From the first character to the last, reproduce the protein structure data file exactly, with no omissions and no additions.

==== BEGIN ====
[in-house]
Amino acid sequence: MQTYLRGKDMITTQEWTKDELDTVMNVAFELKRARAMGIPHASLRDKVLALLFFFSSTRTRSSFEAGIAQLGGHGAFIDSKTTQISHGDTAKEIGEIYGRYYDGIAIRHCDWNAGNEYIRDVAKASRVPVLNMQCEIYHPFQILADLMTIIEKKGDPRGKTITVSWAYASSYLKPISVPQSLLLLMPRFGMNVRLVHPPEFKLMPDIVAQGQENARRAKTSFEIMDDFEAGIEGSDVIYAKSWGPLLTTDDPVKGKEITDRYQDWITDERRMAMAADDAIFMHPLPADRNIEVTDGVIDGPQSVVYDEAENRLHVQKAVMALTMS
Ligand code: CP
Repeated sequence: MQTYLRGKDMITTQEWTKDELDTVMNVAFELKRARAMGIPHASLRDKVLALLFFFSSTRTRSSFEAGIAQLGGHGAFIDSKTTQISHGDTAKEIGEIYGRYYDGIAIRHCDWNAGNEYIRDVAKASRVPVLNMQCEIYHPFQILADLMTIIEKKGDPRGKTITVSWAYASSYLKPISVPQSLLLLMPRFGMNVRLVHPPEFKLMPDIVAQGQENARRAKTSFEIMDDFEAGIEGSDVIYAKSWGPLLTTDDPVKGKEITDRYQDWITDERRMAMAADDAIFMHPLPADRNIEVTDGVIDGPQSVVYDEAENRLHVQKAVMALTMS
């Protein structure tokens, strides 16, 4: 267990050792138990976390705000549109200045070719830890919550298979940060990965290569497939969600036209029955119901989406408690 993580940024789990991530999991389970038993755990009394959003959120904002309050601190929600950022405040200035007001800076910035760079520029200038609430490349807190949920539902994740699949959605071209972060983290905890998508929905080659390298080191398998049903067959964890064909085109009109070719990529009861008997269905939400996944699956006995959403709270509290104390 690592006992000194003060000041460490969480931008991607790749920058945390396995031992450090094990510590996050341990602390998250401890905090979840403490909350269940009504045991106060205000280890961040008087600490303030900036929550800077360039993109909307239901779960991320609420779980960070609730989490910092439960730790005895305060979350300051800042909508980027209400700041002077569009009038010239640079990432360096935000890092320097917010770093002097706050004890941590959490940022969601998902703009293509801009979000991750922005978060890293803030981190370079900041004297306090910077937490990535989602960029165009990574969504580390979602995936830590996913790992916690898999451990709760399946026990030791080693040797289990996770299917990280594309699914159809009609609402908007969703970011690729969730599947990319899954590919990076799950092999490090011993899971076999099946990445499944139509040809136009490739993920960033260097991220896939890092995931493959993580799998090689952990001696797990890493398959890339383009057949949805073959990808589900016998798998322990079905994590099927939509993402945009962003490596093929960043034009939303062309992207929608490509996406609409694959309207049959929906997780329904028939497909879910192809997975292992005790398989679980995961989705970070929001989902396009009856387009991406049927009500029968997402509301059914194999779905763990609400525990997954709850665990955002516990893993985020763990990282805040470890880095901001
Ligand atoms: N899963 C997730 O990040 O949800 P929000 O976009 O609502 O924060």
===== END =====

[in-house]
Amino acid sequence: MQTYLRGKDMITTQEWTKDELDTVMNVAFELKRARAMGIPHASLRDKVLALLFFFSSTRTRSSFEAGIAQLGGHGAFIDSKTTQISHGDTAKEIGEIYGRYYDGIAIRHCDWNAGNEYIRDVAKASRVPVLNMQCEIYHPFQILADLMTIIEKKGDPRGKTITVSWAYASSYLKPISVPQSLLLLMPRFGMNVRLVHPPEFKLMPDIVAQGQENARRAKTSFEIMDDFEAGIEGSDVIYAKSWGPLLTTDDPVKGKEITDRYQDWITDERRMAMAADDAIFMHPLPADRNIEVTDGVIDGPQSVVYDEAENRLHVQKAVMALTMS
Ligand code: CP
Repeated sequence: MQTYLRGKDMITTQEWTKDELDTVMNVAFELKRARAMGIPHASLRDKVLALLFFFSSTRTRSSFEAGIAQLGGHGAFIDSKTTQISHGDTAKEIGEIYGRYYDGIAIRHCDWNAGNEYIRDVAKASRVPVLNMQCEIYHPFQILADLMTIIEKKGDPRGKTITVSWAYASSYLKPISVPQSLLLLMPRFGMNVRLVHPPEFKLMPDIVAQGQENARRAKTSFEIMDDFEAGIEGSDVIYAKSWGPLLTTDDPVKGKEITDRYQDWITDERRMAMAADDAIFMHPLPADRNIEVTDGVIDGPQSVVYDEAENRLHVQKAVMALTMS
């Protein structure tokens, strides 16, 4: 267990050792138990976390705000549109200045070719830890919550298979940060990965290569497939969600036209029955119901989406408690 993580940024789990991530999991389970038993755990009394959003959120904002309050601190929600950022405040200035007001800076910035760079520029200038609430490349807190949920539902994740699949959605071209972060983290905890998508929905080659390298080191398998049903067959964890064909085109009109070719990529009861008997269905939400996944699956006995959403709270509290104390 690592006992000194003060000041460490969480931008991607790749920058945390396995031992450090094990510590996050341990602390998250401890905090979840403490909350269940009504045991106060205000280890961040008087600490303030900036929550800077360039993109909307239901779960991320609420779980960070609730989490910092439960730790005895305060979350300051800042909508980027209400700041002077569009009038010239640079990432360096935000890092320097917010770093002097706050004890941590959490940022969601998902703009293509801009979000991750922005978060890293803030981190370079900041004297306090910077937490990535989602960029165009990574969504580390979602995936830590996913790992916690898999451990709760399946026990030791080693040797289990996770299917990280594309699914159809009609609402908007969703970011690729969730599947990319899954590919990076799950092999490090011993899971076999099946990445499944139509040809136009490739993920960033260097991220896939890092995931493959993580799998090689952990001696797990890493398959890339383009057949949805073959990808589900016998798998322990079905994590099927939509993402945009962003490596093929960043034009939303062309992207929608490509996406609409694959309207049959929906997780329904028939497909879910192809997975292992005790398989679980995961989705970070929001989902396009009856387009991406049927009500029968997402509301059914194999779905763990609400525990997954709850665990955002516990893993985020763990990282805040470890880095901001
Ligand atoms: N899963 C997730 O990040 O949800 P929000 O976009 O609502 O924060």